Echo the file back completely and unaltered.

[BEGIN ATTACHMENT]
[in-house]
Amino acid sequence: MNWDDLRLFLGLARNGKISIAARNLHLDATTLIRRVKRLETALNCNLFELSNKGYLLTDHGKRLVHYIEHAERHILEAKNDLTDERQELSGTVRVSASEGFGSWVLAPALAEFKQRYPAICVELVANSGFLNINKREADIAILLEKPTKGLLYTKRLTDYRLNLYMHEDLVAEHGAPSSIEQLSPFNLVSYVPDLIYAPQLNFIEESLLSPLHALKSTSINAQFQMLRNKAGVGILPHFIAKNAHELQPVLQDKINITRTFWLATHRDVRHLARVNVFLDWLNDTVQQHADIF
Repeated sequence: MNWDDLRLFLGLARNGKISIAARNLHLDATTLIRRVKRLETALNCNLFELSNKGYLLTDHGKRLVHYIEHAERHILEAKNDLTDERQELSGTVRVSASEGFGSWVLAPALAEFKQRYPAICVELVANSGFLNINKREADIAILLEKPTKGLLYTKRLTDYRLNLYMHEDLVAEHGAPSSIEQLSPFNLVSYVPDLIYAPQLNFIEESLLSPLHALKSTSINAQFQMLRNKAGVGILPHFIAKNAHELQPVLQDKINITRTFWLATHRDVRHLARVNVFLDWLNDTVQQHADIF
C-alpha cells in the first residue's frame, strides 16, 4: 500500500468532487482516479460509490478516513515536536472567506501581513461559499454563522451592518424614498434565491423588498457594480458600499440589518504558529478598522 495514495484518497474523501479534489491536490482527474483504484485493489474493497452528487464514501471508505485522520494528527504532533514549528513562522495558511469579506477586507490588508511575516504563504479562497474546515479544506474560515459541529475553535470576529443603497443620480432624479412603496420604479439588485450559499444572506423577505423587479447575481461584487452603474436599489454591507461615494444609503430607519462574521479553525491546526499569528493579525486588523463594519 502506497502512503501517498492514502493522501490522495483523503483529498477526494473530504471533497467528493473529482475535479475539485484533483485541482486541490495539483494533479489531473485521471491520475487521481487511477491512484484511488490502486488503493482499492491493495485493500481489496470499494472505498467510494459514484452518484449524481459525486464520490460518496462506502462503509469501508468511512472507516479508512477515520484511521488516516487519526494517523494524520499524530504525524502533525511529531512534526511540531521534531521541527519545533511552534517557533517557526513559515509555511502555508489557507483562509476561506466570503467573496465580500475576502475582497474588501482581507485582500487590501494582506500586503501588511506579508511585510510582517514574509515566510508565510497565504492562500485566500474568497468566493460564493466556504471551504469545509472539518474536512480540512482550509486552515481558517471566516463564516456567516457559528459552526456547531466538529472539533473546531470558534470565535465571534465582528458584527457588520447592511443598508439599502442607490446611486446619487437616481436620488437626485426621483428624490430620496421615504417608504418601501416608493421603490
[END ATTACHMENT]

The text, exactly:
[in-house]
Amino acid sequence: MNWDDLRLFLGLARNGKISIAARNLHLDATTLIRRVKRLETALNCNLFELSNKGYLLTDHGKRLVHYIEHAERHILEAKNDLTDERQELSGTVRVSASEGFGSWVLAPALAEFKQRYPAICVELVANSGFLNINKREADIAILLEKPTKGLLYTKRLTDYRLNLYMHEDLVAEHGAPSSIEQLSPFNLVSYVPDLIYAPQLNFIEESLLSPLHALKSTSINAQFQMLRNKAGVGILPHFIAKNAHELQPVLQDKINITRTFWLATHRDVRHLARVNVFLDWLNDTVQQHADIF
Repeated sequence: MNWDDLRLFLGLARNGKISIAARNLHLDATTLIRRVKRLETALNCNLFELSNKGYLLTDHGKRLVHYIEHAERHILEAKNDLTDERQELSGTVRVSASEGFGSWVLAPALAEFKQRYPAICVELVANSGFLNINKREADIAILLEKPTKGLLYTKRLTDYRLNLYMHEDLVAEHGAPSSIEQLSPFNLVSYVPDLIYAPQLNFIEESLLSPLHALKSTSINAQFQMLRNKAGVGILPHFIAKNAHELQPVLQDKINITRTFWLATHRDVRHLARVNVFLDWLNDTVQQHADIF
C-alpha cells in the first residue's frame, strides 16, 4: 500500500468532487482516479460509490478516513515536536472567506501581513461559499454563522451592518424614498434565491423588498457594480458600499440589518504558529478598522 495514495484518497474523501479534489491536490482527474483504484485493489474493497452528487464514501471508505485522520494528527504532533514549528513562522495558511469579506477586507490588508511575516504563504479562497474546515479544506474560515459541529475553535470576529443603497443620480432624479412603496420604479439588485450559499444572506423577505423587479447575481461584487452603474436599489454591507461615494444609503430607519462574521479553525491546526499569528493579525486588523463594519 502506497502512503501517498492514502493522501490522495483523503483529498477526494473530504471533497467528493473529482475535479475539485484533483485541482486541490495539483494533479489531473485521471491520475487521481487511477491512484484511488490502486488503493482499492491493495485493500481489496470499494472505498467510494459514484452518484449524481459525486464520490460518496462506502462503509469501508468511512472507516479508512477515520484511521488516516487519526494517523494524520499524530504525524502533525511529531512534526511540531521534531521541527519545533511552534517557533517557526513559515509555511502555508489557507483562509476561506466570503467573496465580500475576502475582497474588501482581507485582500487590501494582506500586503501588511506579508511585510510582517514574509515566510508565510497565504492562500485566500474568497468566493460564493466556504471551504469545509472539518474536512480540512482550509486552515481558517471566516463564516456567516457559528459552526456547531466538529472539533473546531470558534470565535465571534465582528458584527457588520447592511443598508439599502442607490446611486446619487437616481436620488437626485426621483428624490430620496421615504417608504418601501416608493421603490